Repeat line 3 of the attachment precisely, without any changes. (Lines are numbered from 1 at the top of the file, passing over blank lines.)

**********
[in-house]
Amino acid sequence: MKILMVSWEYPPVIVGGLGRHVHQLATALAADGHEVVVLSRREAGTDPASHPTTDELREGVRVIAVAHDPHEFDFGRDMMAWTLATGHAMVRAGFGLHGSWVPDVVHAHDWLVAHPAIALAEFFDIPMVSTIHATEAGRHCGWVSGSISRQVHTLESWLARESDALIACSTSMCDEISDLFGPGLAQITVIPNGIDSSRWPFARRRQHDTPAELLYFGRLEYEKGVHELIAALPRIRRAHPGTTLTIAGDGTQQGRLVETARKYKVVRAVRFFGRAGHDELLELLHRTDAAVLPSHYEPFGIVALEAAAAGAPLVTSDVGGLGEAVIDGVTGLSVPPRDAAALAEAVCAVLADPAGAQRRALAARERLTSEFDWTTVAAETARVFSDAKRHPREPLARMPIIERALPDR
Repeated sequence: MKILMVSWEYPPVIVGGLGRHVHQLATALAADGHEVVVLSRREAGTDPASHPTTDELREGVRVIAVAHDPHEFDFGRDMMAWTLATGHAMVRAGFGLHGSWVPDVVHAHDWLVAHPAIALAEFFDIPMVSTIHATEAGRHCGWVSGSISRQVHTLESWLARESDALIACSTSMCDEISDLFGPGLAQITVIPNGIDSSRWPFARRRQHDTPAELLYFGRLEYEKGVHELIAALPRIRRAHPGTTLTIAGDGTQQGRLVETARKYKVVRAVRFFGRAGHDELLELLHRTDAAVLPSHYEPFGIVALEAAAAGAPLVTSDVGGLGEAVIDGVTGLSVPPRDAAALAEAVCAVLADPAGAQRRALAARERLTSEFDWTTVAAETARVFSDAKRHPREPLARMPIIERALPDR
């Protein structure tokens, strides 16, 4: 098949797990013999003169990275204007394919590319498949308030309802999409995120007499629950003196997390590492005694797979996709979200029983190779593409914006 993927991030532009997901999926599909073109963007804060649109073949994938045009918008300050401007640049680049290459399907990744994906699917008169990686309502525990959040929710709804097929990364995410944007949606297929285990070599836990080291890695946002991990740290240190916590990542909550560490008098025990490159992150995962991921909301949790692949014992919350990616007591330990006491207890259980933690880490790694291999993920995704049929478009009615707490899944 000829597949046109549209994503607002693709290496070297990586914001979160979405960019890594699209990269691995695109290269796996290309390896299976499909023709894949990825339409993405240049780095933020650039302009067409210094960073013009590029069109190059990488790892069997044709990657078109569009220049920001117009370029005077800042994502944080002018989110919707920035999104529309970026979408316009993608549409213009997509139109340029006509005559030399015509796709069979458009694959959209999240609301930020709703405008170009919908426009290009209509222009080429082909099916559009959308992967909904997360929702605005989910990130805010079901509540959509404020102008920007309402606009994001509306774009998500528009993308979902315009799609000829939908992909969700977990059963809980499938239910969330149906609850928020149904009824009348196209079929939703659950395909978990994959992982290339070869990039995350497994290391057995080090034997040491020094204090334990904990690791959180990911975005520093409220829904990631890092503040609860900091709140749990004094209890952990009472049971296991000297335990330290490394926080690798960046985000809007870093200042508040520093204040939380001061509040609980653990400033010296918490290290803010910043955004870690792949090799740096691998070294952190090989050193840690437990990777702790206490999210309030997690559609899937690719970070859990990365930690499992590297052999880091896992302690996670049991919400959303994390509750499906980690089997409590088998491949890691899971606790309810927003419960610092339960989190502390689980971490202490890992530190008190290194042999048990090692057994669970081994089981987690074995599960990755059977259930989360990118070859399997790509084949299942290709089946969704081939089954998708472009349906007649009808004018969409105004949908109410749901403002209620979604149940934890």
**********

Repeated sequence: MKILMVSWEYPPVIVGGLGRHVHQLATALAADGHEVVVLSRREAGTDPASHPTTDELREGVRVIAVAHDPHEFDFGRDMMAWTLATGHAMVRAGFGLHGSWVPDVVHAHDWLVAHPAIALAEFFDIPMVSTIHATEAGRHCGWVSGSISRQVHTLESWLARESDALIACSTSMCDEISDLFGPGLAQITVIPNGIDSSRWPFARRRQHDTPAELLYFGRLEYEKGVHELIAALPRIRRAHPGTTLTIAGDGTQQGRLVETARKYKVVRAVRFFGRAGHDELLELLHRTDAAVLPSHYEPFGIVALEAAAAGAPLVTSDVGGLGEAVIDGVTGLSVPPRDAAALAEAVCAVLADPAGAQRRALAARERLTSEFDWTTVAAETARVFSDAKRHPREPLARMPIIERALPDR